Scents & Sensibility

From Story Act 1, 2017

The sensory enjoyment of music and theatre is not unlike our enjoyment of food and wine – we all have different tastes. This is largely due to how we’ve been brought up and what we’ve been exposed to, and there is a physiological element that plays a role. Dr Heather Smyth looks at whether there might be a link between what we like to eat, and what types of music or live performance we prefer?

When we drink a fine wine, our senses perceive the various components of texture, aroma, taste and mouthfeel. Receptors, on our taste buds and olfactory bulb, send a complex array of messages to our brain which are simultaneously perceived. Our brain interprets these messages as wine flavour and determines if we like the sensation, or if it does not meet our taste.

Wine flavour arises from many hundreds of individual compounds that work in combination to create the sensory experience of wine. Like instruments in a symphony orchestra, all components must be present at just the right level and playing in tune with one another. If one wine component is missing, the flavour can be lacking and hollow. If another component is present at very high levels, it can cause an off-note in the wine.

Interestingly, the part of our brain that interprets food and wine aroma is also responsible for functions such as emotion, behaviour and the formation of memories. Different smells often remind us of a time or place, and can influence our mood and emotions. This certainly helps to explain emotional eating!

With performance, we are often 'in the mood' for one style or another. Depending on how we feel we might enjoy some jazz or prefer something a little more upbeat. It’s also true that for many, if we’re not in the right mood for a certain style of performance it can be completely irritating!

So, is there a food or wine style and flavour that can put us in the right emotional state for one style of performance or other? ‘Dinner and a show’ goes hand-in-hand, but the link between what we’ve just eaten and how much we enjoyed the show could be stronger than we realise.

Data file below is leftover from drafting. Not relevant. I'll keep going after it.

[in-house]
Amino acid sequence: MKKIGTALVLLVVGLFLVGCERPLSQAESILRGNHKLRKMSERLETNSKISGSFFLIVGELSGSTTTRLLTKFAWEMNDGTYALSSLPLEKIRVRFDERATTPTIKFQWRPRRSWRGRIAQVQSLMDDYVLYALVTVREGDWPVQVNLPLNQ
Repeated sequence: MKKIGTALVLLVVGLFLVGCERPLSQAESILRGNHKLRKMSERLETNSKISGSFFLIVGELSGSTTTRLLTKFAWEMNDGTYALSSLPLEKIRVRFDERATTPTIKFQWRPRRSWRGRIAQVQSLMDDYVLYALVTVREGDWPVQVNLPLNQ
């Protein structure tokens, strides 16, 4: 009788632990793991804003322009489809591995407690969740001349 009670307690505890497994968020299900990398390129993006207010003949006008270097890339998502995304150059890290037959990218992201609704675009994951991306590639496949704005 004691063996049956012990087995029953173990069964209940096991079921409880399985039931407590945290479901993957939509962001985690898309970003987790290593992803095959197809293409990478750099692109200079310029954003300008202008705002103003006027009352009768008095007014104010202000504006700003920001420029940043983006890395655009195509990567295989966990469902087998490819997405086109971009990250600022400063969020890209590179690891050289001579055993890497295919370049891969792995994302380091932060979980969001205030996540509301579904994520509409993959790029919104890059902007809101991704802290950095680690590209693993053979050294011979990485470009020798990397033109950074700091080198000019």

The science of understanding links between sensorial experiences, emotions and behaviours is still in its infancy. Typically, simple flavours have been recognised for their mood-altering abilities. Peppermint is known to increase alertness while rosemary increases calmness and contentment. The emotive influence of complex flavour combinations appreciated in whole foods like a Grenache wine, or a Thai curry, is still far from understood.

Nevertheless, next time you enjoy a live performance, it may be worth paying closer attention to how your Hawaiian pizza made you feel about the comedy, or how your chicken cassoulet influenced your response to the ballet.

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Heather Smyth

Dr Heather Smyth is a flavour chemist and sensory scientist who has been working with premium food and beverage products for more than 15 years. Dr Smyth’s expertise is in understanding how food composition relates to the sensory experience and consumer enjoyment of food. She has a background in wine flavour chemistry and extensive experience in seafood, wine and horticultural products such as coffee and tropical fruits. She currently works as a Senior Research Fellow for the University of Queensland as part of the Queensland Alliance of Agriculture and Food Innovation (QAAFI) Institute.